Julius Eduard Hitzig, portrait on a vase made by the Königliche Porzellan-Manufaktur (KPM) [Royal Porcelain Factory], Berlin, between 1837 and 1844
© Stadtmuseum Berlin

When Napoleon’s French troops occupied Warsaw in 1806, the Prussian public authorities were dissolved. Like most of his colleagues, Hoffmann refused to swear allegiance to the new French government, which resulted in him losing his job. The following year he returned to Berlin, where he was once again unsuccessful in gaining employment. Unexpectedly, he received an offer to work as a musical director in Bamberg. There, over the following years, he would make a living working as a kapellmeister, theatre painter, composer, theatre architect and music teacher. He was also deeply involved in music criticism and writing. In 1813, he was offered a one-year engagement as a theatrical kapellmeister in Dresden.

Finally there

Berlin was one of Hoffmann’s two main places of activity. He made three attempts to establish himself there over the years. His succeeded on his third attempt: Hoffmann settled permanently in the Prussian capital in September 1814. Unlike during his previous stopovers in Berlin, Hoffmann, who by that time had become a successful artist, was no longer unknown. The first volumes of “Fantasiestücke in Callots Manier“ [Fantasy Pieces in Callot’s Manner] caused a sensation. To welcome Hoffmann, Julius Eduard Hitzig organized a banquet and introduced his colleague to a circle of literary friends, who included Adelbert von Chamisso, Friedrich Baron de la Motte-Fouqué, David Ferdinand Koreff and Karl Wilhelm Contessa.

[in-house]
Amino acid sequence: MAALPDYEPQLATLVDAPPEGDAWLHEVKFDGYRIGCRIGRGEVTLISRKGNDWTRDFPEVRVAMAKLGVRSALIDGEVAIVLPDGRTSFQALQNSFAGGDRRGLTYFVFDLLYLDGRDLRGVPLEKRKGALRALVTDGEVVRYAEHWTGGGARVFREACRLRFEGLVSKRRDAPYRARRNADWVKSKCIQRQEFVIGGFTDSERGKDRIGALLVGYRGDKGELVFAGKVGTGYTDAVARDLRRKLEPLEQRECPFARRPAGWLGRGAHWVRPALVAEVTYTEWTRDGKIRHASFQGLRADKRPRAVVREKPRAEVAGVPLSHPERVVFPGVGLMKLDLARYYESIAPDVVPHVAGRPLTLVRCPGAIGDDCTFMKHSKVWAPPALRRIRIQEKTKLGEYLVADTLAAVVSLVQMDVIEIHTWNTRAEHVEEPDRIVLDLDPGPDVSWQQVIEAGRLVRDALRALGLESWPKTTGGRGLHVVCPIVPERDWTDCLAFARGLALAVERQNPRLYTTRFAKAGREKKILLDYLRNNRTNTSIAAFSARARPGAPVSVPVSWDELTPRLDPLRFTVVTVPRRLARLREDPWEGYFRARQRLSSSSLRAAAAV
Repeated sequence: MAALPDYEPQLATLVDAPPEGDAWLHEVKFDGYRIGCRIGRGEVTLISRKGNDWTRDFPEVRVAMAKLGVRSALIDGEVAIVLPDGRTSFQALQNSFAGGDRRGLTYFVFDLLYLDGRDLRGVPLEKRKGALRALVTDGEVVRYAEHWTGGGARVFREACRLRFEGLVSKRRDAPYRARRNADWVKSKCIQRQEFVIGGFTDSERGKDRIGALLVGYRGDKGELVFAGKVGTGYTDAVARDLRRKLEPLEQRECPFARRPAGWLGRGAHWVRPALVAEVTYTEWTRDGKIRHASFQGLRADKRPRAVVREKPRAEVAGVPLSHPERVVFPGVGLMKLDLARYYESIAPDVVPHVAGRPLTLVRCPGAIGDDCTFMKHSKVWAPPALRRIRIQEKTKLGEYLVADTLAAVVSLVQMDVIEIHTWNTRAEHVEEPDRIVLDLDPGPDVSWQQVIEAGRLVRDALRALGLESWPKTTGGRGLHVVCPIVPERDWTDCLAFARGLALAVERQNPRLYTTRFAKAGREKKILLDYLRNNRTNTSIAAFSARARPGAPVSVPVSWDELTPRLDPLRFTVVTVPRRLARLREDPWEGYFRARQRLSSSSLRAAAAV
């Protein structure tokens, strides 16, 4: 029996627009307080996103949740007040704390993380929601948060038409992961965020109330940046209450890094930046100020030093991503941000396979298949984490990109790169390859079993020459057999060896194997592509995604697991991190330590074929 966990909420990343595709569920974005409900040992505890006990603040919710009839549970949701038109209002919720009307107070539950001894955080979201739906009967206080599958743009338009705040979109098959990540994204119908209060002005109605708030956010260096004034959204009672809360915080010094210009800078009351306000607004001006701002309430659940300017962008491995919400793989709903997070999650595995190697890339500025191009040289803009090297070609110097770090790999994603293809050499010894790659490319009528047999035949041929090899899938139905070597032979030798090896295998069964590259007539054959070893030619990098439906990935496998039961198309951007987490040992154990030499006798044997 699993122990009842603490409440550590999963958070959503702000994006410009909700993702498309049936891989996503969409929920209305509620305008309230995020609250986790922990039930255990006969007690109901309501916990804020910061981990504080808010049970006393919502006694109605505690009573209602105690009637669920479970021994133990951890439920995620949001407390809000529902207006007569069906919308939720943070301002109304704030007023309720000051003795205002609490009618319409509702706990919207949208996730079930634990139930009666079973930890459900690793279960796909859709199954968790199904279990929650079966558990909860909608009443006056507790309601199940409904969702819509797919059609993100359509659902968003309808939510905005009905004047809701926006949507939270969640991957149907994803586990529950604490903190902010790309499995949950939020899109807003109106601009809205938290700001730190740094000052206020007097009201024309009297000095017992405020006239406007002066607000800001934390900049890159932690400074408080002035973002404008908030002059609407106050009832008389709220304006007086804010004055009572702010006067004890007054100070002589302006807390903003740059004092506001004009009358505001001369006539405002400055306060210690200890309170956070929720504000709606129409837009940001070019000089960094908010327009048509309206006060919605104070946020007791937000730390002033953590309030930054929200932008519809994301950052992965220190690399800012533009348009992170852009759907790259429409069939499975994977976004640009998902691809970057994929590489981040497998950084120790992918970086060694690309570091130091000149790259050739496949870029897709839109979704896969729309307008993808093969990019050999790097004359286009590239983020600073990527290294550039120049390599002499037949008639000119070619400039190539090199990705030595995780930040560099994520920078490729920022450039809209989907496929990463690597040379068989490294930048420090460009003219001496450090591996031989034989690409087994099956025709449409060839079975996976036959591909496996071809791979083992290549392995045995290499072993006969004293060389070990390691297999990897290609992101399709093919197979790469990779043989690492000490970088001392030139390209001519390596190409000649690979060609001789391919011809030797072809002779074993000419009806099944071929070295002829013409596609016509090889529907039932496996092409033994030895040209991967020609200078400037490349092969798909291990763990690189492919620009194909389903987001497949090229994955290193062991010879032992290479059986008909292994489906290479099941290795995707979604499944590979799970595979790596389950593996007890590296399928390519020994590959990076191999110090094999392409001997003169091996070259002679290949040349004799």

After Hoffmann’s Zauberoper [magic opera] “Undine” was successfully premiered at the Königliche Nationaltheater at Gendarmenmarkt in 1816 to celebrate King Frederick William III’s birthday , he also gained recognition as a composer. The opera was well received by both the audience and the press. Hoffman’s music and Karl Friedrich Schinkel’s stage design were praised by all. Only the libretto written by Fouqué was criticised, as it was said to have lacked the dramatic moments required to understand the plot.

„Der Gensd´armesmarkt mit dem alten Schauspielhause“ [Gendarmenmarkt with the old playhouse] during Hoffmann’s time, drawing by Friedrich August Calau (aquatint on paper), 1815
© Stadtmuseum Berlin
After that, it’s likely that Hoffmann hoped to obtain a position at the Königliche Nationaltheater. However, that never came to fruition. Although he had been working at the Kammergericht [state court] on Lindenstraße since 1815, he only obtained a permanent paid position at the Kriminalsenat in 1816. From then on he led two different lives, so to speak – that of a jurist and that of an artist. The fact that both “E. T. W.“ and “E. T. A.“  Hoffmann referred to the same person was soon common knowledge in Berlin. Even King Frederick William III himself would eventually have to acknowledge it, albeit disapprovingly.

Escape into fantasy